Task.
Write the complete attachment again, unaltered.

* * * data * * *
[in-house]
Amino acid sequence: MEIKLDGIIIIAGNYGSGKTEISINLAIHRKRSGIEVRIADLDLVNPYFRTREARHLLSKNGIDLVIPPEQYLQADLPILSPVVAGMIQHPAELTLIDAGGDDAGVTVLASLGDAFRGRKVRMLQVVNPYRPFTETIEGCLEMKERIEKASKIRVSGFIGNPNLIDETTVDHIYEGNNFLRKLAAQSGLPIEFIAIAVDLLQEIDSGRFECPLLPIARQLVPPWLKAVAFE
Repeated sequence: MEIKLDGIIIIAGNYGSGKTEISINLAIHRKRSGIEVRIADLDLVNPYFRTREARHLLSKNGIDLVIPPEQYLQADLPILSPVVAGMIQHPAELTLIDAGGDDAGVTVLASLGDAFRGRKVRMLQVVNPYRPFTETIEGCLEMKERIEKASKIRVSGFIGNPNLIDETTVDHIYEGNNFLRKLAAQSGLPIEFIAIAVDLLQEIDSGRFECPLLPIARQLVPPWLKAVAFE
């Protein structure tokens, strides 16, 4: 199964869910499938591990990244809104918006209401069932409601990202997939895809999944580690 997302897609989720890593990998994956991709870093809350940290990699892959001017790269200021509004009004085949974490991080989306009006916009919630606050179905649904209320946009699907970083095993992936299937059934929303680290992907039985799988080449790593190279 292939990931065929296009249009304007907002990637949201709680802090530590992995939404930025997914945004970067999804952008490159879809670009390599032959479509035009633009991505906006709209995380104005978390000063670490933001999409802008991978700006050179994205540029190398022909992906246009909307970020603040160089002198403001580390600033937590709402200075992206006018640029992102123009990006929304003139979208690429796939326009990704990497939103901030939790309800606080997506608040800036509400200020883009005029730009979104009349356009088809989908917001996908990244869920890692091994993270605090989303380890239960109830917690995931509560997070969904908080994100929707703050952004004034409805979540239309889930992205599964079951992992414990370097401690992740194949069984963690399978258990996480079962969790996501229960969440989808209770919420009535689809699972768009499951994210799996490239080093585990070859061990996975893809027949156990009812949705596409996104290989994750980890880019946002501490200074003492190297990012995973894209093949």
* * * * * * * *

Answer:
[in-house]
Amino acid sequence: MEIKLDGIIIIAGNYGSGKTEISINLAIHRKRSGIEVRIADLDLVNPYFRTREARHLLSKNGIDLVIPPEQYLQADLPILSPVVAGMIQHPAELTLIDAGGDDAGVTVLASLGDAFRGRKVRMLQVVNPYRPFTETIEGCLEMKERIEKASKIRVSGFIGNPNLIDETTVDHIYEGNNFLRKLAAQSGLPIEFIAIAVDLLQEIDSGRFECPLLPIARQLVPPWLKAVAFE
Repeated sequence: MEIKLDGIIIIAGNYGSGKTEISINLAIHRKRSGIEVRIADLDLVNPYFRTREARHLLSKNGIDLVIPPEQYLQADLPILSPVVAGMIQHPAELTLIDAGGDDAGVTVLASLGDAFRGRKVRMLQVVNPYRPFTETIEGCLEMKERIEKASKIRVSGFIGNPNLIDETTVDHIYEGNNFLRKLAAQSGLPIEFIAIAVDLLQEIDSGRFECPLLPIARQLVPPWLKAVAFE
């Protein structure tokens, strides 16, 4: 199964869910499938591990990244809104918006209401069932409601990202997939895809999944580690 997302897609989720890593990998994956991709870093809350940290990699892959001017790269200021509004009004085949974490991080989306009006916009919630606050179905649904209320946009699907970083095993992936299937059934929303680290992907039985799988080449790593190279 292939990931065929296009249009304007907002990637949201709680802090530590992995939404930025997914945004970067999804952008490159879809670009390599032959479509035009633009991505906006709209995380104005978390000063670490933001999409802008991978700006050179994205540029190398022909992906246009909307970020603040160089002198403001580390600033937590709402200075992206006018640029992102123009990006929304003139979208690429796939326009990704990497939103901030939790309800606080997506608040800036509400200020883009005029730009979104009349356009088809989908917001996908990244869920890692091994993270605090989303380890239960109830917690995931509560997070969904908080994100929707703050952004004034409805979540239309889930992205599964079951992992414990370097401690992740194949069984963690399978258990996480079962969790996501229960969440989808209770919420009535689809699972768009499951994210799996490239080093585990070859061990996975893809027949156990009812949705596409996104290989994750980890880019946002501490200074003492190297990012995973894209093949």